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All the Perl that's Practical to Extract and Report

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  • I don't know which author you're referring to, but that "winblows" attitude is awful. If you need that added layer of protection (and it seems reasonable), what are the odds of forking the module, ignoring the original author and switching to the fork? I hate suggesting that, but I can't think of an option other than "take the module away" and I would be horrified at the latter thought.

    • I think that there are many reasons why one could dislike Windows, and for those very reasons one would avoid spending effort/time in supporting that platform. This is something that happens all the time in many other fields, and not necessarily in the "Windows" direction - just think about the support for Linux of "mainstream software" like skype.

      Ranting and denying any type of support is probably a shortminded reaction, but I think that we should respect the decision of someone to *not* support something
      • Normally this might not be a problem.

        But the crypto modules impact everything.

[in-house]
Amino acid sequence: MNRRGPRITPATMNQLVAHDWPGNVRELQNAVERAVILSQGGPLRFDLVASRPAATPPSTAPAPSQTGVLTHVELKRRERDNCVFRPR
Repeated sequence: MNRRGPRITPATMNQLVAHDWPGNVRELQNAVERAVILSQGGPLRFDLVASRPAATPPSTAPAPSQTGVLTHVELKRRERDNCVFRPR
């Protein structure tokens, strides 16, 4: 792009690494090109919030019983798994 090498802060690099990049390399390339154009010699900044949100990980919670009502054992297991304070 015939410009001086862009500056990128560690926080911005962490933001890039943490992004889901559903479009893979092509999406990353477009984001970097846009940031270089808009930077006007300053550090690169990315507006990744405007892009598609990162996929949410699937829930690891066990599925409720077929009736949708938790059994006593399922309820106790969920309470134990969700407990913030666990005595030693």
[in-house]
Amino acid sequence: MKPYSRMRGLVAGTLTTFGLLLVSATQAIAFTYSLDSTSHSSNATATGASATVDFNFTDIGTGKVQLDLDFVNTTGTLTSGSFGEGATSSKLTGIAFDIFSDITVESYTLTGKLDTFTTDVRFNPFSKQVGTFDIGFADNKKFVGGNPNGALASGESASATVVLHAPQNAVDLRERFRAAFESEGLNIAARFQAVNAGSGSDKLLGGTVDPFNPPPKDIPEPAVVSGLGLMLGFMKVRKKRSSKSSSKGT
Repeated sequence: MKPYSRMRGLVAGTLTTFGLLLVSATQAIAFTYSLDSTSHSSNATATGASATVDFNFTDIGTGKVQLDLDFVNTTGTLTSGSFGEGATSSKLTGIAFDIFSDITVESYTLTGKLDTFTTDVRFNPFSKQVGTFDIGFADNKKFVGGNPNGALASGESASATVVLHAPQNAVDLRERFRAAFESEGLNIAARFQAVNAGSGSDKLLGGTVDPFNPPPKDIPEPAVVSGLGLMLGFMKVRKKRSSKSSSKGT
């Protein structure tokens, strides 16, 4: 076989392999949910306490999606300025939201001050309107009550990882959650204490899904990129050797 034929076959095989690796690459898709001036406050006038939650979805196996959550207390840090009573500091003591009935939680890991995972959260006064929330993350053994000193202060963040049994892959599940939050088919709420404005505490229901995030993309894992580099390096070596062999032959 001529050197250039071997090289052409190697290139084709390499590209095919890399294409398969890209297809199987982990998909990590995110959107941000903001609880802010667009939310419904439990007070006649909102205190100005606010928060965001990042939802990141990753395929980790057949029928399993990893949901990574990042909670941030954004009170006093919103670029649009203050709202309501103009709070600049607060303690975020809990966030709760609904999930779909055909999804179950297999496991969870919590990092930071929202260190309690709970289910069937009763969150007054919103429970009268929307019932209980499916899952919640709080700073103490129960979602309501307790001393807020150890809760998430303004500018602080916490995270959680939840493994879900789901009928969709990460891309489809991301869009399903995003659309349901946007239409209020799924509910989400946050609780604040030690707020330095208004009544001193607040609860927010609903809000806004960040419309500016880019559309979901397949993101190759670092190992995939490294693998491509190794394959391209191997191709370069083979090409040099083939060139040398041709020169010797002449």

The result is "If you use security modules, you lose windows support".

        CPAN cares more about platform-compatibility than it does about security. Better that it work at all than work securely.

        Because of one single developer deciding he doesn't like windows, now nobody gets to have secure CPAN by default.

        All limitations imposed by an individual impact EVERYONE in your dependency chain.
        • I agree with you completely, and this is the very reason why a fork is not only justified, but necessary. Just to avoid being hostage of a single.

          Probably, the situation could be though as if one had to implement those modules from the scratch, but having a working reference implementation already available :)